Background: Hibiscus sabdariffa, Lippia citriodora, Rosmarinus officinalis and Olea europaea, are rich
in bioactive compounds that represent most of the phenolic compounds’ families and have exhibited potential benefits
in human health. These plants have been used in folk medicine for their potential therapeutic properties in human
chronic diseases. Recent evidence leads to postulate that polyphenols may account for such effects. Nevertheless, the
compounds or metabolites that are responsible for reaching the molecular targets are unknown.
Objective: data based on studies directly using complex extracts on cellular models, without considering metabolic
aspects, have limited applicability. In contrast, studies exploring the absorption process, metabolites in the blood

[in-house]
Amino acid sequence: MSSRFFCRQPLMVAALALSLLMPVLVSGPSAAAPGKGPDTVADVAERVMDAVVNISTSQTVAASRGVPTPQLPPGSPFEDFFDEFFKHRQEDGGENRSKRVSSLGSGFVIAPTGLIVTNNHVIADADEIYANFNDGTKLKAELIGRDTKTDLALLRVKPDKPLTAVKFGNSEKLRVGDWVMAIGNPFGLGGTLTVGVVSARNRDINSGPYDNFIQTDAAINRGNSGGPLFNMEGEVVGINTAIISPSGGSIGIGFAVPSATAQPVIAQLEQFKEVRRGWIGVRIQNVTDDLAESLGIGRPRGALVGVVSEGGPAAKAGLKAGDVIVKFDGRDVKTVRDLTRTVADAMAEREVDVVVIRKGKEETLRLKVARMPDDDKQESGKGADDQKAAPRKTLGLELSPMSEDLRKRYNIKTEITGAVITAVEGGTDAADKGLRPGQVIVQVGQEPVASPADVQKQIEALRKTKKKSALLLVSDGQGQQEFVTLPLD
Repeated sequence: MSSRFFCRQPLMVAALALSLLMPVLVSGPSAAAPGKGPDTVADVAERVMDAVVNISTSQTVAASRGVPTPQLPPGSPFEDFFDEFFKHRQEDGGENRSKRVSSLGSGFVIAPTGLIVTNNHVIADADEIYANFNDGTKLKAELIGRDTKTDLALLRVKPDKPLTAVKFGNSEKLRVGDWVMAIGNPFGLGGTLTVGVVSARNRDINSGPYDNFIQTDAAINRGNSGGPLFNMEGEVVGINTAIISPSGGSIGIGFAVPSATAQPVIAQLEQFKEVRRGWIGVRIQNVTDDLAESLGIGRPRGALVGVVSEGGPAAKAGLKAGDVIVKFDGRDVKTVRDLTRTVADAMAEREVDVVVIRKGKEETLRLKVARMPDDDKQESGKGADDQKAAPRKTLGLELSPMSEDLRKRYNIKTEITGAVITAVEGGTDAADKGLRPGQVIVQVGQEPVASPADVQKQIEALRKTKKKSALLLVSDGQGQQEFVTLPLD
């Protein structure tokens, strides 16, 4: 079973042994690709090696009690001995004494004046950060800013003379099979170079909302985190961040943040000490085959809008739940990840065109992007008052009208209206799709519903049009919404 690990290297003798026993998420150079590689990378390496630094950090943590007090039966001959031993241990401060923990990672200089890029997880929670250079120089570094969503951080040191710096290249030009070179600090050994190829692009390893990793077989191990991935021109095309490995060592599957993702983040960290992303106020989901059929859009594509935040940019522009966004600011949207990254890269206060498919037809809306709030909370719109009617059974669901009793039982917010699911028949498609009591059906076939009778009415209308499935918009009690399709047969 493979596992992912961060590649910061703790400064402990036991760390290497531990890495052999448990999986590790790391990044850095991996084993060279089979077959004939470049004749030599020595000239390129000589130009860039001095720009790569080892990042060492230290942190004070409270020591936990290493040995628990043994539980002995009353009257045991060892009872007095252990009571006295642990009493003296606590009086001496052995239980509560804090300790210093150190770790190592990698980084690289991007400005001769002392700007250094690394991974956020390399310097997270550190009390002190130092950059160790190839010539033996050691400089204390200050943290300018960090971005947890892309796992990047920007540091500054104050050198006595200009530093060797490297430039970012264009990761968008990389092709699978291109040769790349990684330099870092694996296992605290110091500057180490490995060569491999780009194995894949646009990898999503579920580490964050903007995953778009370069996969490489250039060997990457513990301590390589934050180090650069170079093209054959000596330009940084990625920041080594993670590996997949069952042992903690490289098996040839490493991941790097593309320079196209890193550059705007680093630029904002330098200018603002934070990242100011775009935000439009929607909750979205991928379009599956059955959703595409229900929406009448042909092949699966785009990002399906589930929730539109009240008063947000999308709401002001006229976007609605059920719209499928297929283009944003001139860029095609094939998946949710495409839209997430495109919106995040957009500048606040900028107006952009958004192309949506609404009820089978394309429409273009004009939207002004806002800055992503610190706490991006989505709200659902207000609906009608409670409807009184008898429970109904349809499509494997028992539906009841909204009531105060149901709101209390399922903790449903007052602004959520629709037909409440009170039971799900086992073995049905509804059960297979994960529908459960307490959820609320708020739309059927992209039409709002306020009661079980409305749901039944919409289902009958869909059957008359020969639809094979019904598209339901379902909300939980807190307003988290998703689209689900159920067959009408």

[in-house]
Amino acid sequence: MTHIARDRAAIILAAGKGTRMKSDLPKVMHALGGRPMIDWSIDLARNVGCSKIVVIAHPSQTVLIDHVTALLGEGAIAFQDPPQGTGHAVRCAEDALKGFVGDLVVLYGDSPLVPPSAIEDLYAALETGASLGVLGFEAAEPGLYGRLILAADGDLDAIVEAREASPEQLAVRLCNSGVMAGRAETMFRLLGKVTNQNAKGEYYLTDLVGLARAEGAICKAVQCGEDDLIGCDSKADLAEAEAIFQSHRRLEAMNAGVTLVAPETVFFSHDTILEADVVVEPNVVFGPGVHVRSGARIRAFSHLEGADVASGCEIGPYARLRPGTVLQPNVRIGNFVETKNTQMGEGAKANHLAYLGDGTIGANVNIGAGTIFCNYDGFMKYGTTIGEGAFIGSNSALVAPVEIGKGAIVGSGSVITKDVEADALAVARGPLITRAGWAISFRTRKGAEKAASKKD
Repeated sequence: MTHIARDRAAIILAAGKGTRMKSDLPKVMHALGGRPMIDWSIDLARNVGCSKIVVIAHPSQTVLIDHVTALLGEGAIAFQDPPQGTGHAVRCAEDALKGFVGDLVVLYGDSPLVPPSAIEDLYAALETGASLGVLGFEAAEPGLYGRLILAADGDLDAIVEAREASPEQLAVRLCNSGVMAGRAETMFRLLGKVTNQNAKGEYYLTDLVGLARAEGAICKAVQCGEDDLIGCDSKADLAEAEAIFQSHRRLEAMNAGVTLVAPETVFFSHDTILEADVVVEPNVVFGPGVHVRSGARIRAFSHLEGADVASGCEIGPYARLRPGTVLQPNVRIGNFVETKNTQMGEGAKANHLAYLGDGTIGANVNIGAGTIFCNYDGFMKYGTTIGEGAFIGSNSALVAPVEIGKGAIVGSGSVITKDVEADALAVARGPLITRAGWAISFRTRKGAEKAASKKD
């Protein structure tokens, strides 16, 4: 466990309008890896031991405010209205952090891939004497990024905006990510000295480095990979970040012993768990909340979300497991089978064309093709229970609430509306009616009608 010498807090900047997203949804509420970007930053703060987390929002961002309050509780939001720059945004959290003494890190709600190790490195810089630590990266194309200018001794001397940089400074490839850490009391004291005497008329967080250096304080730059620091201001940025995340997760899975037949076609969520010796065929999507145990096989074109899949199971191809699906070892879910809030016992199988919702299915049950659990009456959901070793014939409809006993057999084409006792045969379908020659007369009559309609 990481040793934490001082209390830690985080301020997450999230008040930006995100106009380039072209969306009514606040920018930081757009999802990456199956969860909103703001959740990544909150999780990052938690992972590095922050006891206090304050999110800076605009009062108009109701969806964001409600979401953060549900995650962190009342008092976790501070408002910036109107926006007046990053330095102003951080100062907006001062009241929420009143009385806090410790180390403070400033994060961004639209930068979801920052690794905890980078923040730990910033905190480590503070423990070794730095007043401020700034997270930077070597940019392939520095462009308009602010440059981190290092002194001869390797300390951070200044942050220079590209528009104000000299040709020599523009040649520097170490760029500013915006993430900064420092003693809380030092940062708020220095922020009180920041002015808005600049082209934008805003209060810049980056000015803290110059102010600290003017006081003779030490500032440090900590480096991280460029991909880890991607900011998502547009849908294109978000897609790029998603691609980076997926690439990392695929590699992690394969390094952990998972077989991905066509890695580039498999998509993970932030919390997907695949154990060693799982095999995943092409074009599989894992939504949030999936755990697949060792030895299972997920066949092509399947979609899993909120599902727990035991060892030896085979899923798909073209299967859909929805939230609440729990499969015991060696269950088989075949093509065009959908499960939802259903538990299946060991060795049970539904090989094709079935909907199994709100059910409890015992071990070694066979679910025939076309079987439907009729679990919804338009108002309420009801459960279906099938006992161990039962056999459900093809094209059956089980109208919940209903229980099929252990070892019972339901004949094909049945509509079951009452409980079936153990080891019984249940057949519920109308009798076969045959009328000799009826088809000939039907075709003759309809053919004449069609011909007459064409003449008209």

circulation and tissues have become essential to identify the intracellular final effectors that are responsible for extracts
bioactivity. Once the cellular metabolites are identified using high-resolution mass spectrometry, docking
techniques suppose a unique tool for virtually screening a large number of compounds on selected targets in order to
elucidate their potential mechanisms.
Results: we provide an updated overview of the in vitro and in vivo studies on the toxicity, absorption, permeability,
pharmacokinetics and cellular metabolism of bioactive compounds derived from the abovementioned plants to identify
the potential compounds that are responsible for the observed health effects.
Conclusion: we propose the use of targeted metabolomics followed by in silico studies to virtually screen identified
metabolites on selected protein targets, in combination with the use of the candidate metabolites in cellular models,
as the methods of choice for elucidating the molecular mechanisms of these compounds.